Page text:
African business, politics and lifestyle
Gaddafi tries to steal show at African Summit. Again
Libyan leader Muammar Gaddafi has been stealing the show at African Union summits for years now. With theatrical – sometimes bizarre – entrances, rambling, grandiose speeches and his well-known penchant for dressing up, Gaddafi has gobbled up media coverage and bemused his fellow leaders.
But he probably wasn’t expecting what happened yesterday when he introduced two traditional African “kings” to speak to the assembled African leaders. Peals of laughter started to ring around the room. It began when he made the announcement and it continued as they spoke. It seems that some African delegates have begun to consider the continent’s longest serving leader ridiculous. And aren’t afraid to show it.
He turned up with the “kings” at last year’s summit, too. Despite opposition from some African leaders, he was then elected chairman of the African Union and set about trying to push his pet project of a “United States of Africa”.
Many Africans suspect he sees himself the obvious leader of such an entity
“On behalf of the traditional kings, on behalf of all the sultans, on behalf of all the princes, on behalf of all the customary rulers, I want to say thank you to the King of Kings who we have crowned,” one of the “kings” said on Gaddafi’s election last year.
That statement was struck from the record.
The man who likes to be referred to as “Brother leader” came to Addis Ababa this year to try for another year as chairman to continue preaching the politically united Africa that most analysts think an impossible dream for such a complex continent.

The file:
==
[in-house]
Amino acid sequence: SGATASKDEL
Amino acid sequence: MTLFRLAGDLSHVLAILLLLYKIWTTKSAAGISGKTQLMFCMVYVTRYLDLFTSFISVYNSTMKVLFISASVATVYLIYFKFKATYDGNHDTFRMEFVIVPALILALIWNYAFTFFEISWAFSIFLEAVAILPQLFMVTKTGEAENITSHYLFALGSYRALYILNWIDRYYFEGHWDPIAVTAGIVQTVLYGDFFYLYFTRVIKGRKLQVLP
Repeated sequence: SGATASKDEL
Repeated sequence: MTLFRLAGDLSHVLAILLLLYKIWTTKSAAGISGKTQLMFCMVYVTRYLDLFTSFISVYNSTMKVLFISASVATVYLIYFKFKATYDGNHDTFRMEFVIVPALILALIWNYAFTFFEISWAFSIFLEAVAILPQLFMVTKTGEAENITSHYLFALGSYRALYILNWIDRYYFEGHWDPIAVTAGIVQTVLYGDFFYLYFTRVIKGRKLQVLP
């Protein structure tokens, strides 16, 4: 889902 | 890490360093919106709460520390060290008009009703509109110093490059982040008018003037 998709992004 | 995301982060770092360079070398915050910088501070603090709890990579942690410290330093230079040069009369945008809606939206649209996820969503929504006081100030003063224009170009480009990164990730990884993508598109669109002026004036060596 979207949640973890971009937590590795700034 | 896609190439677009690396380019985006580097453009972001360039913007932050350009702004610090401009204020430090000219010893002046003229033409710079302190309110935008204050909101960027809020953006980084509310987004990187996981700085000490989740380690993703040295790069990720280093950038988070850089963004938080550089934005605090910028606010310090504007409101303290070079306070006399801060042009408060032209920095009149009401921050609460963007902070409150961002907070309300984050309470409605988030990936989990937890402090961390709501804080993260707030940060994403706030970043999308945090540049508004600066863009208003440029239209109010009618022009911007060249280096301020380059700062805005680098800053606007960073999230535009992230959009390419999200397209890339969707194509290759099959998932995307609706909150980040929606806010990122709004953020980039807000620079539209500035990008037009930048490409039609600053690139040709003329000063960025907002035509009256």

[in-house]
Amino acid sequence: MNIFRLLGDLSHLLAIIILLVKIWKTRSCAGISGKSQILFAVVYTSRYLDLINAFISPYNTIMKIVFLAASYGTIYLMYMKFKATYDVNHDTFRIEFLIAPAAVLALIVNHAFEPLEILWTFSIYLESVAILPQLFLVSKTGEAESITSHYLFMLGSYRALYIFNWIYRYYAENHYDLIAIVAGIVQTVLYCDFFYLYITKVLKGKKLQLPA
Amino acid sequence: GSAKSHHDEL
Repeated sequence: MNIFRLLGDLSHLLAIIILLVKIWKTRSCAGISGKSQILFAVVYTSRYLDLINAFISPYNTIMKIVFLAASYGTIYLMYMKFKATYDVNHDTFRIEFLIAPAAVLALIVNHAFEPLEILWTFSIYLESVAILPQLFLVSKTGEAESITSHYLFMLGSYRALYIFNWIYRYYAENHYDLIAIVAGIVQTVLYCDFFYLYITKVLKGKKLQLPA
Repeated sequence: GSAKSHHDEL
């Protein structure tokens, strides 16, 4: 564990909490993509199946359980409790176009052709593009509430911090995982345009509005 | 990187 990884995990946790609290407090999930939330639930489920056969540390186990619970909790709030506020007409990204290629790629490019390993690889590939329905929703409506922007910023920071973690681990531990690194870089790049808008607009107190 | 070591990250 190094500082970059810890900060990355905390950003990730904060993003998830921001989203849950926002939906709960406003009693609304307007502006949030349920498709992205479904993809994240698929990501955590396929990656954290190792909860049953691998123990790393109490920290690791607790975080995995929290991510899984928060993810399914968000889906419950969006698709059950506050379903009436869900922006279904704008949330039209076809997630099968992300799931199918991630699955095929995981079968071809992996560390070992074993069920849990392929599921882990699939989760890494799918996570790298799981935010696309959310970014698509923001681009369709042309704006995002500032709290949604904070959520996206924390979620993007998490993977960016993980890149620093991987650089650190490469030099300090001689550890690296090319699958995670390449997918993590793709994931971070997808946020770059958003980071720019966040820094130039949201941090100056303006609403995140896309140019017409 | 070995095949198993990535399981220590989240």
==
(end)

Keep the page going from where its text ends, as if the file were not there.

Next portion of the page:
But it wasn’t to be. After a year of disagreements with the AU’s top diplomat, Jean Ping, and, some say, serving as more of an embarrassment than a figurehead, Gaddafi’s peers voted him out in favour of Malawi’s Bingu wa Mutharika.
And the man still called “Colonel” by some in the West did not taking it lying down.
In a bad-tempered resignation speech he attacked the organization that he had wanted to lead for another year. It was the political equivalent of the child who, when a goal is scored against his team, takes his ball and goes home.
The AU, a surly-looking Gaddafi said, had “tired” him out with long meetings and didn’t ask him every time it wanted to make a declaration or issue a report.
“It was like we were building a new atomic bomb or something,” he said, referring to meetings that had gone on until the early hours in some cases.
“They were really useless,” he said. Later he said he was disappointed with the AU, as were all Africans, and that the AU chairman had little real power.
Which provoked the obvious question from some at the summit: so why did you fight so hard to keep the job?
Late on the night of his ousting, Gaddafi called a news conference and spent an hour holding forth on everything from European history to the Iraq war.
If ever a United States of Africa were to become a reality, I asked him, do you think you would be its first President?
He smiled for a bit, staring at me and raising one eyebrow.
“Things like this,” he said. “Should never be about personality.”
And, with that, he was gone.